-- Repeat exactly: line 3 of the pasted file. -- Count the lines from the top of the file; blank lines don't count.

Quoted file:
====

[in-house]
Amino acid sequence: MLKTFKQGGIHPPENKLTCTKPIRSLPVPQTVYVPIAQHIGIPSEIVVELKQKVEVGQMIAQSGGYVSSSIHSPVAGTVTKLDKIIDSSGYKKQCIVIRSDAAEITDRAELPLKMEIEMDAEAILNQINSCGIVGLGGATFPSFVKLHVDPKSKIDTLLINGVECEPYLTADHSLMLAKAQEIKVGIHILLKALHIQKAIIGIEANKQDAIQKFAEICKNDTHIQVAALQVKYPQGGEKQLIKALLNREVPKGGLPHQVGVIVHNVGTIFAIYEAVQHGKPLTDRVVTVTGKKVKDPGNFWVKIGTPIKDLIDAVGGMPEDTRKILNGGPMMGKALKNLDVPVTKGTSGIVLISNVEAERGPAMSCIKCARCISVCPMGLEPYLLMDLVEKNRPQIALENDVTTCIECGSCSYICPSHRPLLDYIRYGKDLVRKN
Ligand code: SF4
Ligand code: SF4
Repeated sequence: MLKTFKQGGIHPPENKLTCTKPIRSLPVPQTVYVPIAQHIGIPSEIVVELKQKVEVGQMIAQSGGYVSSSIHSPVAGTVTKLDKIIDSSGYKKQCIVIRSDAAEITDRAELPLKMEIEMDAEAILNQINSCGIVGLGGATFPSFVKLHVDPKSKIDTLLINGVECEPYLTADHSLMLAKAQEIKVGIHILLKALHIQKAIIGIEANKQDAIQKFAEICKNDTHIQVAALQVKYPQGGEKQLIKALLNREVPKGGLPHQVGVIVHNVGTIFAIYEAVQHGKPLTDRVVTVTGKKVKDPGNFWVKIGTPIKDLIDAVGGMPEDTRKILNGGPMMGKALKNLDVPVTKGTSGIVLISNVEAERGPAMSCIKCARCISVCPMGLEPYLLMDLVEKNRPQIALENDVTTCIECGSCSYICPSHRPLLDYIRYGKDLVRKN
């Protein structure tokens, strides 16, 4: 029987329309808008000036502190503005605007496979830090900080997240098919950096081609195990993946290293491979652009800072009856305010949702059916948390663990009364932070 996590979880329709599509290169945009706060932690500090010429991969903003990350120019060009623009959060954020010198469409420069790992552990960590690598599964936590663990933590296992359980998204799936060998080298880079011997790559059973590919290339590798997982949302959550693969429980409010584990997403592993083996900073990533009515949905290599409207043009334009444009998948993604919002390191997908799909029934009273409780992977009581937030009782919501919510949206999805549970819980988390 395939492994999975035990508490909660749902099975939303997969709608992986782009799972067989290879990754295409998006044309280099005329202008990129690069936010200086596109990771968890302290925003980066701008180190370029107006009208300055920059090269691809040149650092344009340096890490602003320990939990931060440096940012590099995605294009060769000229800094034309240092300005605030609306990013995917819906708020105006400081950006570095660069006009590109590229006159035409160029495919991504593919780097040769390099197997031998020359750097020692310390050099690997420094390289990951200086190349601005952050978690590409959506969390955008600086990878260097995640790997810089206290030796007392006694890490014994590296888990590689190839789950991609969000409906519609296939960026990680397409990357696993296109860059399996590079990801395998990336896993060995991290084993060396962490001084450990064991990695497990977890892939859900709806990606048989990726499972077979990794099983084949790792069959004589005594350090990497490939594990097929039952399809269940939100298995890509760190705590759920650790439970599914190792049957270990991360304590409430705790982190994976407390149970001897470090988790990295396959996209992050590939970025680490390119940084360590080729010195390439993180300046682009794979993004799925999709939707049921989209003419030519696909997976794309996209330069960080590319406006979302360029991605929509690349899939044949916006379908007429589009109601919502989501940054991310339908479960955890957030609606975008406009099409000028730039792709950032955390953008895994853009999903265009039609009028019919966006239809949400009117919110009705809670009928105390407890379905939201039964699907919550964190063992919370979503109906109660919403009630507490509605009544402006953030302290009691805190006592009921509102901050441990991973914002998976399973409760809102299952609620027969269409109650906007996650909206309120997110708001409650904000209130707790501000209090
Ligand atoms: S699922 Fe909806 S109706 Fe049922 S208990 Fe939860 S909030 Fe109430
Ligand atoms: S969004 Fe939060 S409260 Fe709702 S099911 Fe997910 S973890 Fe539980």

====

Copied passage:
Ligand code: SF4